By comparison, the Miro "is super-light, and it can run off smaller batteries, which is another big advantage," he reports. Geduldick also rates the Miro’s compactness and user-friendliness. "It’s not this huge camera that’s slowing you down, and if you go from sticks to handheld, you can have a quick-release plate on it and just run-and-gun. It also offers multiple choices of mounts, including Canon and Nikon, and I tend to use it with the Canon and PL mounts—the PL for high-end glass like Ultra Primes and the Canon for being able to swap lenses out." He notes that L-series glass is "still really affordable and easy to come by."
The DP is also impressed with the Miro’s rugged design and dependability. "Vision Research knows that DPs will be using this camera in a wide range of demanding situations in the field," he states, "and this particular project really put it through a rigorous test." Although it was spring, the team ran into a number of weather issues, including snow. "We just went with it, and the shots of skateboarders in the snow looked great," he says. "And we had a couple of hiccups, like with any brand-new camera that’s being beta-tested, but both Abel and Vision Research were totally available to us to help us work through any problems."
The Miro’s competitive price point is another key factor, stresses the DP. "For a rental or owner-operator, this is much more attractive. You can probably rent the base kit for under $2,000, whereas the Flex and Gold and some of the other Phantom-series cameras run at over $5,000 for the fully kitted setup," he reports. "And if you’re buying it, you’re under $60,000, which is pretty remarkable for getting into the high-speed Phantom line. Do I wish it was even cheaper? Of course. In an ideal world, everyone would like to have high-speed in their iPhone, but this still offers amazing value."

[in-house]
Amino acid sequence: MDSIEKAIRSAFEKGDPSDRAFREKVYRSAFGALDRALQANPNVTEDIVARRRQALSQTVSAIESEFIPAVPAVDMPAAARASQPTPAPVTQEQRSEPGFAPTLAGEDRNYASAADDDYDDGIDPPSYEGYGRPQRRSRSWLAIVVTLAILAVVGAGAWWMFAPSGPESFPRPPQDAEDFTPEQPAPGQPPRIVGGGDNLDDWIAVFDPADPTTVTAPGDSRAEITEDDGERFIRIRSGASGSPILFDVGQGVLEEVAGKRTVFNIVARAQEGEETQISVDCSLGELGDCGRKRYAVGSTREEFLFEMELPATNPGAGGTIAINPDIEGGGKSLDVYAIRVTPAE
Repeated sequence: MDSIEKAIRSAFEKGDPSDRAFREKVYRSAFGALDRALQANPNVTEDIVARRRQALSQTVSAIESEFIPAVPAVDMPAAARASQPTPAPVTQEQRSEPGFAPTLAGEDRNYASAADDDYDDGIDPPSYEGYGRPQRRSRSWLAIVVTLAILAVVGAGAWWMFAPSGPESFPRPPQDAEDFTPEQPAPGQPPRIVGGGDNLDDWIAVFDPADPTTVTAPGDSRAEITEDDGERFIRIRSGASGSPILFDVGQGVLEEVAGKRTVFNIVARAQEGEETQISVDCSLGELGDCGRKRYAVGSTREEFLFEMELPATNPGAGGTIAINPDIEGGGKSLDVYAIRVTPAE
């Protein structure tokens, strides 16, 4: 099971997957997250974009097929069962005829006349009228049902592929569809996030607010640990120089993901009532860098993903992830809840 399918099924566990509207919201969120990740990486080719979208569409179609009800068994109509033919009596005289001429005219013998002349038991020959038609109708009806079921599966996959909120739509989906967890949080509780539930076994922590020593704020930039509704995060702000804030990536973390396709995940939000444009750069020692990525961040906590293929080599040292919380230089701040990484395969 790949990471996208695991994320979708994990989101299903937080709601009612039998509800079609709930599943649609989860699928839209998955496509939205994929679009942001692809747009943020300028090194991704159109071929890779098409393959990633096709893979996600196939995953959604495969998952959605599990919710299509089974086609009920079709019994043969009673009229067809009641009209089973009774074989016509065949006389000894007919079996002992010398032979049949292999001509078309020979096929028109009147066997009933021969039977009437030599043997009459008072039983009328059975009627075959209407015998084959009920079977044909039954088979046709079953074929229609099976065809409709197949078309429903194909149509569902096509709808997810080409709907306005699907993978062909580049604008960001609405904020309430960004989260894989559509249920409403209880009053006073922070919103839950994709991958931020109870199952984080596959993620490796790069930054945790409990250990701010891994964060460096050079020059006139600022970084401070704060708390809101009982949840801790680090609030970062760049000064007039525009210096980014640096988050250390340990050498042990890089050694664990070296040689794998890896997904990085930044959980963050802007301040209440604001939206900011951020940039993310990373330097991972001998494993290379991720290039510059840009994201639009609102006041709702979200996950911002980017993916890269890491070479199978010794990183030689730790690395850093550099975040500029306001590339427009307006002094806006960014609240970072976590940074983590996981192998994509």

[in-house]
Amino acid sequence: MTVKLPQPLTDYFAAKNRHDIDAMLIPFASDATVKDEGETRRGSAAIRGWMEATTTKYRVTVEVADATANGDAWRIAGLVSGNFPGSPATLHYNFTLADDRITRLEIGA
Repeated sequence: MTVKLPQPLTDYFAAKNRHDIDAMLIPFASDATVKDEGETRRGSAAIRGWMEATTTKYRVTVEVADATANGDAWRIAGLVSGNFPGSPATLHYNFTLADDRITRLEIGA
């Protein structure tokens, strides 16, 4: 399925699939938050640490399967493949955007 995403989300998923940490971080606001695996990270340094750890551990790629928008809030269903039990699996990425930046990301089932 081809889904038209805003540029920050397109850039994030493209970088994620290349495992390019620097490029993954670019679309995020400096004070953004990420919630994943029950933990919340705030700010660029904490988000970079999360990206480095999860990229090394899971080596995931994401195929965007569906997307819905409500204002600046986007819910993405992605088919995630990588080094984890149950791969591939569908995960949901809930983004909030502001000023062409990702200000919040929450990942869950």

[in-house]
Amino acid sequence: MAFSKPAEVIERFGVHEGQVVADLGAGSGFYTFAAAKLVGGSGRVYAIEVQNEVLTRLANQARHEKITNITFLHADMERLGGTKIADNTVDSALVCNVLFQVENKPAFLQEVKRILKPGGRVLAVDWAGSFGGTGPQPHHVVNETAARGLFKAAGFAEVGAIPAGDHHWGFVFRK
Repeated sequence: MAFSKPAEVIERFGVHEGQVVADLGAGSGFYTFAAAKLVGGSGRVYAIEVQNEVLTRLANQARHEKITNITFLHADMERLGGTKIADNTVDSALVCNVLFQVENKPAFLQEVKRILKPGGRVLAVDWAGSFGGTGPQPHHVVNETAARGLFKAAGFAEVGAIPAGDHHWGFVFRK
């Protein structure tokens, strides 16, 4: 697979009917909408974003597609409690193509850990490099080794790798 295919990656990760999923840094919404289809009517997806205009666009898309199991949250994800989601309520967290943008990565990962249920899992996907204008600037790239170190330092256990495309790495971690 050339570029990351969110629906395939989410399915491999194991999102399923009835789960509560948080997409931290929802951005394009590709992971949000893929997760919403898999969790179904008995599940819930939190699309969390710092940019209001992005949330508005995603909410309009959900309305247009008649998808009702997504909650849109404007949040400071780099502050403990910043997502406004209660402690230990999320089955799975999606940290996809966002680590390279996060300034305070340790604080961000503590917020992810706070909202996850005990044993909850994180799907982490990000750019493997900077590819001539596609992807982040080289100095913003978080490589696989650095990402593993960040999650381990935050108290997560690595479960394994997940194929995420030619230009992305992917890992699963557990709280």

As Geduldick notes, high-speed users are paying a slight premium not only for the high quality of the camera, but the end results. "The quality of the files is a 12-bit raw Cine file, and the higher bit depth is there, along with the color fidelity," he says. "And that resolution and color fidelity are two big reasons why you choose a Phantom over other high-speed camera packages."
In terms of storage, the Miro has internal RAM "so there’s a looping RAM buffer that’s recording," he explains. "And when the action stops and the person lands their trick, it’s a post trigger and records from RAM onto the CineFlash. In fact, I did a couple of variations. You can do one long take, then record that into RAM, and then it will also let you partition the RAM for more takes. Then you can remove your CineFlash, put it in its docking station and hook it up to any computer. So it’s pretty versatile and easy to use as it’s just drag-and-drop file workflow once the CineFlash is mounted."
Summing up, Geduldick notes that the new Miro isn’t a replacement for the bigger Phantom cameras: "It’s a new venture into smaller high-speed, and it’s not just for action sports. It can be used for feature films, documentaries and visual effects."
The Miro LC320S adds a new touch-screen LCD for efficiency
Vision Research has recently announced the successor to the Phantom Miro M320S. The new Miro LC320S adds an LCD touch-screen for monitoring as well as controlling functions of the camera, making the compact high-speed camera even more efficient and lightweight. The LCD also provides responsive and intuitive controls for camera operation, including record, trigger, trim, playback and save to CineFlash. Nearly all of the camera functions can be controlled via the LCD, including frame rate, shutter angle, resolution and color balance. The Phantom Miro LC320S is available in November 2012 with a list price of $56,400 and includes the maximum RAM, 12 GB. You also can upgrade your existing M320S cameras. Regularly priced at $7,500, the upgrade will be available for only $6,500 if ordered before October 31, 2012.